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Why Doesn’t Alameda County Have a Solar Policy?

Contra Costa and Santa Clara Counties have solar policies for rural areas. Alameda County started working on a solar policy in 2011 and still does not have one. We explain what occurred in a Facebook Note.

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Save North Livermore Valley Requests Community to Call on County Officials to Preserve Agricultural Land and Open Space at Critical Meeting on Tuesday, November 24, 2020

November 17, 2020 – Chris O’Brien, a member of the steering committee for Save North Livermore Valley, stated today that Alameda County officials announced on Friday night, November 13, 2020, that they accelerated to Thanksgiving week the review of the environmental impact report for the Aramis industrial solar power plant and lithium-ion battery station complex proposed for North Livermore Valley and decision on whether or not to approve the project. A special meeting of the East County Board of Zoning Adjustments will occur on November 24, 2020, at 1:30 p.m.

“For months the corporate executives behind the massive Aramis project have denigrated the value of the agricultural land in North Livermore Valley, falsely claiming our soil is of poor quality and our land is rarely used for cattle grazing. Meanwhile, the public is unaware that these same executives plan on selling 75% of the power generated by the Aramis project to San Francisco electricity customers,” stated O’Brien. “The Aramis project is a monstrosity. It will destroy hundreds of acres of productive, environmentally important agricultural land and significantly and forever scar the scenic beauty of North Livermore Valley. Even a senior Alameda County planner concluded that the Aramis project does ‘not pass the laugh test’ for compliance with the Alameda County Zoning Code, Measure D and applicable environmental policies.”

“For over a century North Livermore Valley has been an agricultural community characterized by stunning views, open space and wildlife habitats. We are proud of our heritage as ranchers and farmers and take seriously our responsibility to care for and preserve the land for future generations,” added O’Brien. “We can still save our valley. We ask the community to speak at the upcoming meeting the East County Board of Zoning Adjustments and call on the board members to reject the project.”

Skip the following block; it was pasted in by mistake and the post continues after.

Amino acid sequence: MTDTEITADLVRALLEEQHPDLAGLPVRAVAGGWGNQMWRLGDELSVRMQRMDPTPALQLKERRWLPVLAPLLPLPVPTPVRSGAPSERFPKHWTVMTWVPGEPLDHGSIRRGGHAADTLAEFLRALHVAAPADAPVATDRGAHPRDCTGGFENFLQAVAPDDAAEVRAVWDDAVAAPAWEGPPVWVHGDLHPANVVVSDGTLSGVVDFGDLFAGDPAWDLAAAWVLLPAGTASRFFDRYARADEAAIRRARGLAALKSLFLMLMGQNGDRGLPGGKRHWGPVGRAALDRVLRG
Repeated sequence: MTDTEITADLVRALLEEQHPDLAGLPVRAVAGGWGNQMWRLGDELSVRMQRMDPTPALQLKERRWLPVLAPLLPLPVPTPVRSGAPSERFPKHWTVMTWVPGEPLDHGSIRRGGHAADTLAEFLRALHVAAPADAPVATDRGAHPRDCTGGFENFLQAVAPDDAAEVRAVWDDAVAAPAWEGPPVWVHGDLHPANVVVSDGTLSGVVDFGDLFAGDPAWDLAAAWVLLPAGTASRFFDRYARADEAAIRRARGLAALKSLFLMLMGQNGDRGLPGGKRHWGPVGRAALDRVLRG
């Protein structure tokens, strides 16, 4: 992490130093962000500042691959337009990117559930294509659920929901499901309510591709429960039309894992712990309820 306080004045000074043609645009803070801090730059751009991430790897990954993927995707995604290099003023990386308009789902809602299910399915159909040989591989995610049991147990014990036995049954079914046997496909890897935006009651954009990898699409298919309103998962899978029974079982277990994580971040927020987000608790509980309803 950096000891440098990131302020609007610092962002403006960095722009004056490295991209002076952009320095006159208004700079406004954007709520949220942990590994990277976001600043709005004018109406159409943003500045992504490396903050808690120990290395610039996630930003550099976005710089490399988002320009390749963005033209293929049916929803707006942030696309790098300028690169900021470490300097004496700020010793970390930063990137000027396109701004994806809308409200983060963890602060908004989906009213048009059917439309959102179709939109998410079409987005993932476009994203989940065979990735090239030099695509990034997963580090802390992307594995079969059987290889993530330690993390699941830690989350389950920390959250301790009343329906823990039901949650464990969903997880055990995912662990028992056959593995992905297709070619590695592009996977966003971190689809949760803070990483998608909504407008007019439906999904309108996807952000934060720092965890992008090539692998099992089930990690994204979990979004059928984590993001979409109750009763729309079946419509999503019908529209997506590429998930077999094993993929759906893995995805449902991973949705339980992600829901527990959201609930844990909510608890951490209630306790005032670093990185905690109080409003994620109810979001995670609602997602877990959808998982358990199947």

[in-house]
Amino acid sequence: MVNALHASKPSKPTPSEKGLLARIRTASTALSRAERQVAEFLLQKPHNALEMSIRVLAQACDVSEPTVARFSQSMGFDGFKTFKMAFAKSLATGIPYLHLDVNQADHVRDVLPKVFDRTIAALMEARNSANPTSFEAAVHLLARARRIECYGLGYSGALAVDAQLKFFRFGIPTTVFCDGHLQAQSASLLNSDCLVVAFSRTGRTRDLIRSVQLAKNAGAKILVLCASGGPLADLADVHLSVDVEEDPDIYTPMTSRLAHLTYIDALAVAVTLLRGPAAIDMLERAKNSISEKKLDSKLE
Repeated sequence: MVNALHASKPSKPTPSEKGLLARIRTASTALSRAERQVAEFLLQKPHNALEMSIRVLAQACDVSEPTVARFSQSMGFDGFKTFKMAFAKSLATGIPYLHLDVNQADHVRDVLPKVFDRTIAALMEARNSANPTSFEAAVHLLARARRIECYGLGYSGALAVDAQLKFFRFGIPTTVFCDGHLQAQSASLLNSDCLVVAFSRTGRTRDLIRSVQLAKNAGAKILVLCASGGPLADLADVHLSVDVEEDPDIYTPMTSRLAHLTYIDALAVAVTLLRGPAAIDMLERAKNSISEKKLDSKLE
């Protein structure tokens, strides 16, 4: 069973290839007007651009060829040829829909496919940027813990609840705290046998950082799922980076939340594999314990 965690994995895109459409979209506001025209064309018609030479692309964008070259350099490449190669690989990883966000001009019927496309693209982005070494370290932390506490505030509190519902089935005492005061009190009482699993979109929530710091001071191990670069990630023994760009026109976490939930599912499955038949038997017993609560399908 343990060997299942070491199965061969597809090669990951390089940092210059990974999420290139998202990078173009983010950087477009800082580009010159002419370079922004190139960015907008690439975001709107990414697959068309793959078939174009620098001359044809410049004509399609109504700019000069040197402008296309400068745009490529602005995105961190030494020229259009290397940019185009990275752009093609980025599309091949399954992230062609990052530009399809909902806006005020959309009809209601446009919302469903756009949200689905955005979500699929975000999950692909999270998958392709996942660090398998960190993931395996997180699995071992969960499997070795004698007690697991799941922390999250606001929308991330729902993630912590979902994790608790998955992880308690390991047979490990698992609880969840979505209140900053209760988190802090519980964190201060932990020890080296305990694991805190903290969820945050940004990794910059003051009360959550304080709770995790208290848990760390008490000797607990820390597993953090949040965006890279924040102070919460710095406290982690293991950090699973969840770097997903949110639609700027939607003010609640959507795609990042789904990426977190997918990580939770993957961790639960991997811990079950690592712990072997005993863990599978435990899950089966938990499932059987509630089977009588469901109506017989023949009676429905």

Meeting Details

The East County Board of Zoning Adjustments will review the Aramis project on Tuesday, November 24, 2020. The meeting will start at 1:30 p.m. and be conducted via Zoom at the following link: https://us02web.zoom.us/j/92158285462 The public will be given the opportunity to comment on the Aramis project.

Persons without internet access can attend by phone by calling (669) 900-9128.

Those that cannot attend the meeting may contact the three members of the Board of Zoning Adjustments – Frank Imhof, Derek Eddy and Scott Beyer – in advance of the meeting by email at the following email addresses:  timhof@earthlink.netderek@purpleorchid.comscott.beyer@wentevineyards.com

Key Reasons The Aramis Industrial Solar Power Plant and Lithium-ion Battery Station Complex Should Be Rejected

No utility-scale solar power plant of magnitude of the Aramis project – over 320,000, eight-foot tall solar arrays spread across 400 acres of agricultural land on a total project area of over 700 acres – exists in the San Francisco Bay Area. Miles of security fencing and internal access roads will be constructed. Overhead electrical transmission lines mounted on towers, some 10 stories tall, will be constructed. Thousands of flammable lithium-ion batteries will be stored on 5 acres of the facility in over 50 trailer truck-size battery stations.